In its 22nd year, the Young Playwrights Festival continues to provide a polished, professional showcase for aspiring writers. This year, the top-flight treatment benefits a trio of well-crafted, compelling pieces.
Travis Baker’s “Thick” delicately examines the effects of a teenager’s suicide on the kids left behind. The central character, Patrick, played guilelessly by the willowy Billy Wheelan, struggles with the insensitivity of his peers and his feelings of responsibility over the tragedy.
Accompanied by his more left-brained friend Johnny (a confident perf from Geoffrey Molloy), Patrick visits the spot where a boy hanged himself from a tree branch. Discussing accountability and larger issues, the two debate whether to cut down the tree. The area has become a stomping ground for kids drinking Budweiser and seeking the boy’s ghost.
Baker handles the potentially cliched subject matter in a graceful, mature manner, coming at it from the outside in. The tidy yet poignant moral concerns the need to actively practice compassion.
Halley Feiffer’s absurdist “Easter Candy” is a charming riff on the idea of adoring someone to the point of wanting to eat them up. Two best friends, Munker and Annie (T. Cat Ford and Carol Halstead, embracing the ridiculous), sit on a park bench dressed like human Easter eggs, hair piled atop their head and colorful, candy-filled baskets on their laps. Munker eventually confesses she’s planning to make a meal of her friend — but tries to sell her on the complimentary side of the plot: It’s only because of how delightful and delicious she finds her. The skill of the actors and distinct choices from director Richard Caliban bring Feiffer’s creative idea to delightful life.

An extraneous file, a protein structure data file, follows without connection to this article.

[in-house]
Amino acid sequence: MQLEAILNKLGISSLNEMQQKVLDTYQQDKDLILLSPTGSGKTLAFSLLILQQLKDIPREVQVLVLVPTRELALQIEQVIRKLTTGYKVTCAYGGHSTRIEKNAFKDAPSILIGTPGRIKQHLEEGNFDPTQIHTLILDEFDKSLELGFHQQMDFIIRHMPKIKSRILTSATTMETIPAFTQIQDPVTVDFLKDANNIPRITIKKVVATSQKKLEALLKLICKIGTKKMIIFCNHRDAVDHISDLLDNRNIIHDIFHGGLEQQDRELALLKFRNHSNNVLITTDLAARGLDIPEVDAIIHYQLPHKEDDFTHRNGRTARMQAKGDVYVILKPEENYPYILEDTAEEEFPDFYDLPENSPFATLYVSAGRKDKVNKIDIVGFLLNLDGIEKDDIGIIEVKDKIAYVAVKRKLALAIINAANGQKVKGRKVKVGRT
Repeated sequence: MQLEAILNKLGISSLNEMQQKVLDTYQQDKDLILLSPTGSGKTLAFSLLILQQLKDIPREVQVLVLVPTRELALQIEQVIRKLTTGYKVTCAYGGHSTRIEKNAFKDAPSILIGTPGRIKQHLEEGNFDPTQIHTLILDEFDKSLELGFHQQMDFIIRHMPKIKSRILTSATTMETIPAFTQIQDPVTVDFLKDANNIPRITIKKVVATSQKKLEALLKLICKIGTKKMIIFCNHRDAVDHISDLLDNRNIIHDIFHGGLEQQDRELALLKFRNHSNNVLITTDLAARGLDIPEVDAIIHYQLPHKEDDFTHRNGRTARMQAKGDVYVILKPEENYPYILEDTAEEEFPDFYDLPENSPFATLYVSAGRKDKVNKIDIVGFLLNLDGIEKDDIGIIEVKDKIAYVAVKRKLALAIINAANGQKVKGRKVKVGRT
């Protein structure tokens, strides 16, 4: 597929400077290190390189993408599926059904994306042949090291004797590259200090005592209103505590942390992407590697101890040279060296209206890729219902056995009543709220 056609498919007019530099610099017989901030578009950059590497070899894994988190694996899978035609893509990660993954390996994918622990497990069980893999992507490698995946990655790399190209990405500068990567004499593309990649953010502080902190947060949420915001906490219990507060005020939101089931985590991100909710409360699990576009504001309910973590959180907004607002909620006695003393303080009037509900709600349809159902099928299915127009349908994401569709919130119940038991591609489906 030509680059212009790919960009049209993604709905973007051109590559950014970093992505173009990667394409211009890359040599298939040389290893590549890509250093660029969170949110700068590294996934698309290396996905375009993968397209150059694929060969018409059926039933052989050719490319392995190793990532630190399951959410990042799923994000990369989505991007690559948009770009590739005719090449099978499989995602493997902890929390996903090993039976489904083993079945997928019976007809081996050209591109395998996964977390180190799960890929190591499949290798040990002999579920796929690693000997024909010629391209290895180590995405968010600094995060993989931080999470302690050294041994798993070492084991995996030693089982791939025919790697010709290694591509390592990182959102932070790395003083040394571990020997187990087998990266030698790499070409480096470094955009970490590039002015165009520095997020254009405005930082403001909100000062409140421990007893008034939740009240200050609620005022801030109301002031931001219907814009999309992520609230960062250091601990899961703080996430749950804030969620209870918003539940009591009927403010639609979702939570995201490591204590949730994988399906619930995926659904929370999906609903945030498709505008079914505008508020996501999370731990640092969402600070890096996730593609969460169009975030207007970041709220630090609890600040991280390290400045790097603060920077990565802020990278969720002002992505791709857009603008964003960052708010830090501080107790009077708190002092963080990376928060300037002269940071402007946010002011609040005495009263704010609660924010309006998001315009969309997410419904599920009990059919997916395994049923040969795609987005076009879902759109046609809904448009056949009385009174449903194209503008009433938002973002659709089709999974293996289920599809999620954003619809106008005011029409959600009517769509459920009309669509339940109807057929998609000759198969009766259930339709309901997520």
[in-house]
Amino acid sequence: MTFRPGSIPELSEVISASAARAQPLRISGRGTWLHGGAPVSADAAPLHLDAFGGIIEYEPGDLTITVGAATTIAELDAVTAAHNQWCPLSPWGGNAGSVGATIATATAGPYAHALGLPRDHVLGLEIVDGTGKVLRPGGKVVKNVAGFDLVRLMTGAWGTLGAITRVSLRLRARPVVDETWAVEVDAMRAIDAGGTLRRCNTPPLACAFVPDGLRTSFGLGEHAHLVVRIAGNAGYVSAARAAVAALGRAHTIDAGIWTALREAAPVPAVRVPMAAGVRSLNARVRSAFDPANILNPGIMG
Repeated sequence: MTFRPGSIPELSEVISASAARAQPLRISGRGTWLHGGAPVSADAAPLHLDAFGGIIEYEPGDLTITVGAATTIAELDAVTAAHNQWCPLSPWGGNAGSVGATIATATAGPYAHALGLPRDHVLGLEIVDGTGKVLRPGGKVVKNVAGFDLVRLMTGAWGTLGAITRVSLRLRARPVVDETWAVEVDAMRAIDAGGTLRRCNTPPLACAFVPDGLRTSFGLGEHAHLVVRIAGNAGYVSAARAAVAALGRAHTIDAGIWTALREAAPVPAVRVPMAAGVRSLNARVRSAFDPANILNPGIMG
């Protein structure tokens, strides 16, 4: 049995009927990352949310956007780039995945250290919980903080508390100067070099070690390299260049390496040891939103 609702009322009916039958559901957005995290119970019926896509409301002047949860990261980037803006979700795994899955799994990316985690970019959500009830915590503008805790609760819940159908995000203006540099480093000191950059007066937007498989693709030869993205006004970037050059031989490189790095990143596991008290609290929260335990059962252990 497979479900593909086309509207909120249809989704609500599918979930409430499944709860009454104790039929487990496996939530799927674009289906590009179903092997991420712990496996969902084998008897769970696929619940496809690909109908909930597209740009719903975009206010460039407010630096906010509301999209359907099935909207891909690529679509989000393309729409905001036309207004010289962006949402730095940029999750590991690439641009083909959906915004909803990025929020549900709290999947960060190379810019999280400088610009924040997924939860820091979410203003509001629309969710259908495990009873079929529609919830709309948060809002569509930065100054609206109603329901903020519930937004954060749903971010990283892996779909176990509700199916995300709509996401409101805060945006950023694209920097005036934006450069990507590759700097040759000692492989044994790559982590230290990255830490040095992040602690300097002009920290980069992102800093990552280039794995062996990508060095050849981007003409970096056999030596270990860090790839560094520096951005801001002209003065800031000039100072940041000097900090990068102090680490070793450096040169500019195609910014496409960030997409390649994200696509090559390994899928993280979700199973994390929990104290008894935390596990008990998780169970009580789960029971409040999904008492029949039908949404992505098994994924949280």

The most structurally and thematically complex play, Caitlin Montanye Parrish’s “The View From Tall,” centers on a precocious high school senior whose love affair with her English teacher has been discovered. Justine (the superb Jen Drohan) has been ordered to see a thera-pist — the buttoned-up, 30-year-old Dr. Douglas Cecil (Jonathan Sale). She keeps him at arm’s length with her acerbic wit and fierce intelli-gence. Ultimately, the doctor loses his temper and boundaries are crossed on both sides. When things settle, the two begin a friendship and Dr. Doug turns from repressed shrink to a boyish lonelyheart. To no one’s surprise, least of all Justine’s alcoholic, party-girl sister Paula (Jennifer Ikeda), the relationship soon turns romantic.
Parrish does a fine job of fashioning a complete world with only three characters and smoothly handles events spanning several months. Various themes — the importance of self-preservation, the legitimacy of social boundaries — are neatly woven together. Concerns over unreal-istic plot turns (such as the school appointing an attractive male therapist roughly the age of Justine’s lover) don’t linger. Director Brett W. Reynolds keeps the action compelling, emphasizing Parish’s dynamic language.